Ten Rookie Mistakes You Absolutely Need To Avoid Making In South Korea And What You Should Do Instead
By Satida Thipasathien on Feb 09, 2022
Annyeonghaseyo! Let me guess, you are here because your adventure in South Korea is around the corner. You probably have some ideas about what you want to do and eat; and where you want to go in South Korea… have some Ssamjang Chicken, visit Bukchon Hanok Traditional Village, go on a shopping splur at Itaewon... Now, what about some things that you should avoid doing? No? Nothing? You will know ten soon enough...let’s get started..!When in South Korea, you should try your best to avoid:
Using Nappeun Son / Bad hands
Any kind of touch is considered a taboo, or worse, personal violation in South Korea, whether it be resting your hand on someone else’s shoulder when taking a group photo or a light pat on someone's back. If you want to pose for a picture, try gesturing a peace sign - you can do so by forming a v-shape using your index and middle fingers. Want to get someone’s attention, say jam-shi-man-yo (that’s ‘excuse me’ in Korean).
Being Unmindful With Your Language (Use Informal Language)
When talking to a stranger in South Korea, you are strongly advised to use formal or polite language, also known as Haeyo-che, to avoid offending the people around you. Keep in mind that respect is deeply integrated in Korean culture since hierarchy and social status are highly considered as something important. It never hurts to be courteous!
Initiating A Handshake With An Elder Or Shake Their Hands With One Hand
It is extremely impolite for a younger person to offer a handshake with an elder or someone considerably older… so, don’t do that. What’s also disrespectful? You guessed it! Receiving a hand-shake from an elder with one hand – receive hand-shakes with two hands. Here’s a little trick: place your left hand on your right hand to accept hand-shakes and bow your head slightly to show gratitude!
Sitting Randomly On The Public Transport
On one of these days, your good eyes should wander and notice a few brightly colored seats on the Korean public transport (bright yellows in the image below). Those distinct color seats are priority seats! Priority seats can often be seen on subways or public buses. These are typically reserved; left unattended. These priority seats are exclusives for elders, and, well, others who may need them. Be mindful of where you sit if you don’t want any disapproving stares!
Fig.1. Casual ride on the bus in South Korea (source: Erin Song on Unsplash)
Smoking On The Streets Or In A Bar
If you want to smoke, there are designated areas for that. Keep an eye out for the ‘Smoking Area’ signs as these are only common in downtown business areas, hospitals, government offices, and large stores. A quick note: you should never - and I say never - smoke in areas where they are restricted; places with a lot of foot traffic; or open doors and windows...or you could risk getting fined. And these fines are not cheap either, they could be as high as 100,000 won!!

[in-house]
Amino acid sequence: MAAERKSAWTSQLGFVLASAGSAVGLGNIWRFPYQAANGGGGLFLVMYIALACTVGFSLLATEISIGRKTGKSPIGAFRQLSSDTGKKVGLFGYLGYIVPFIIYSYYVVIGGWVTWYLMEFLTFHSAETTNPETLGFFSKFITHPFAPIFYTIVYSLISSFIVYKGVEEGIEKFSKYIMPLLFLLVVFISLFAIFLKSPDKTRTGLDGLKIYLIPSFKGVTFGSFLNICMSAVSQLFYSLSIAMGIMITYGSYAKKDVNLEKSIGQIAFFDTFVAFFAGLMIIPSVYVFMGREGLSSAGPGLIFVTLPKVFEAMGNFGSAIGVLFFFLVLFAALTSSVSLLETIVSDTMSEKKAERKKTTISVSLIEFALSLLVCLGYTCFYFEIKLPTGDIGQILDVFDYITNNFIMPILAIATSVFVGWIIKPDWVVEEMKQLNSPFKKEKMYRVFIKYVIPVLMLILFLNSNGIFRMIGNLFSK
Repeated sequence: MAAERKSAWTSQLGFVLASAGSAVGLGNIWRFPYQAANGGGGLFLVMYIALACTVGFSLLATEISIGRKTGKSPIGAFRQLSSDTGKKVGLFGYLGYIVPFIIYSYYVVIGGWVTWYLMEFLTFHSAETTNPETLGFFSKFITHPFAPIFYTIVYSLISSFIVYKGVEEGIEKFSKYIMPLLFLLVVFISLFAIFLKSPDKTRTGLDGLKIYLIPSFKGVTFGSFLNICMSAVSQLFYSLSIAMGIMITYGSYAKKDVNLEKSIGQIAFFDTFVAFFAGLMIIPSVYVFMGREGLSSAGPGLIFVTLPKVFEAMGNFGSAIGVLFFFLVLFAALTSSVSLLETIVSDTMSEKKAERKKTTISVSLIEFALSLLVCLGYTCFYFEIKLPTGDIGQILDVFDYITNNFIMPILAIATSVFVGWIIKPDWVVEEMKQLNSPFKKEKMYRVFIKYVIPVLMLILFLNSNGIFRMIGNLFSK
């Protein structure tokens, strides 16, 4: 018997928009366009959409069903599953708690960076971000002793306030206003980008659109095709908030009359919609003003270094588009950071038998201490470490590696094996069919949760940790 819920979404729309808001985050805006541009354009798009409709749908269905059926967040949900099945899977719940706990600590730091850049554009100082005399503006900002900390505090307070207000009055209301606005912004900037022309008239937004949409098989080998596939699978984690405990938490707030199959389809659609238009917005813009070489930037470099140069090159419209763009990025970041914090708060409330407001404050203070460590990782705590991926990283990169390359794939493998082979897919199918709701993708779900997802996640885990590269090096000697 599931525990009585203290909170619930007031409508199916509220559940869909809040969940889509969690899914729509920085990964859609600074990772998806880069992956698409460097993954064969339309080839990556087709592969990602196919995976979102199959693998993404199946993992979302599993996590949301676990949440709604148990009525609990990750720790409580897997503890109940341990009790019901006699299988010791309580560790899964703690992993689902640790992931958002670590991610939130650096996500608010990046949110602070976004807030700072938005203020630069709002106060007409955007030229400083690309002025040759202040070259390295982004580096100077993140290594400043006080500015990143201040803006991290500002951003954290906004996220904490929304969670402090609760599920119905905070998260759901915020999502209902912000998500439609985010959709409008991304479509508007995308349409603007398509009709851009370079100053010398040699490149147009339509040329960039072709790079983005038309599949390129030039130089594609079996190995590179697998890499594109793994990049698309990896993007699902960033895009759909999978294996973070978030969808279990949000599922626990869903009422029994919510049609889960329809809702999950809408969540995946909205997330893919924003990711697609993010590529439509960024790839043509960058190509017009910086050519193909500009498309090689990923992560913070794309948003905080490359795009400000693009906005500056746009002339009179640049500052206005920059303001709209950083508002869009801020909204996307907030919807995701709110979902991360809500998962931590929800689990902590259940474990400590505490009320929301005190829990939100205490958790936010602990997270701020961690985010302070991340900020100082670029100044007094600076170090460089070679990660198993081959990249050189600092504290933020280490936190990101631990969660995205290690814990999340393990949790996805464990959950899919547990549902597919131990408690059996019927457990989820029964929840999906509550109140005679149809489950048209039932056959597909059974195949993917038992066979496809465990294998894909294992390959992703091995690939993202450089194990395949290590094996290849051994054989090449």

Receiving A Cup Of Drink With One Hand
This one shares a similar concept with #3. When someone of a higher status; someone of an older age than you, offers you something, in this case: a cup of drink, you should always accept them with both of your hands. Show them that you are appreciative of their help. Plus, you would risk coming off as rude if you accept the glass with one hand! We do not want that, do we?
Sitting In Someone Else’s Spot At Company Gatherings
Ignoring dinner seating arrangements could be one of the most fatal mistakes you can ever make! There are designated seats for everyone at the table. It can get quite complicated so bear with me... Say this is your first day at work and you are invited to this outing by your boss, along with your two seniors and your colleague who is the same age as you. The most honored person (determined by how important someone's role is in the organization) should be seated first at the middle of the table. In our case, this person would be your boss. Next person to get seated should be the second most important person in the room. That could be one of the seniors, followed by another. You, being the honored guest in our scenario, should be seated in the middle, opposite to your boss, and the furthest away from the door.
Wearing Your Outdoor Shoes Inside A House Or A Restaurant
It is a commonly known fact that outdoor shoes are not allowed inside Asian households. But South Koreans take it a step further, this rule applies to restaurants too. Don’t worry, they will not let you enter the venue with your bare feet! Normally, they will prepare you your pairs of indoor shoes or sil-nae-hwa to keep your feet warm and comfy!
Eating Before Your Elder
This one also plays on what is now a recurring theme of respect. It is considered to be impolite - some would go as far as calling it rude - to start eating your meal before elders or seniors at your table. Once food is served, check on the elders and seniors before you start on those Sundubu-jjigae!
Refusing An Invitation
South Korea has a strong drinking culture. This is how South Koreans socialize! So don’t be surprised if your coworkers walk up to you and invite you for dinner afterwards. However, you should be extremely vigilant on how you respond to them! Turning down their invitation could mean that you do not want to be friends with them! If you really could not, be sure to be extra polite with your words!
We did it! Now that you know ten things that you should never do in South Korea, you are good to go! Check out more information about these internships by clicking here! Join us today!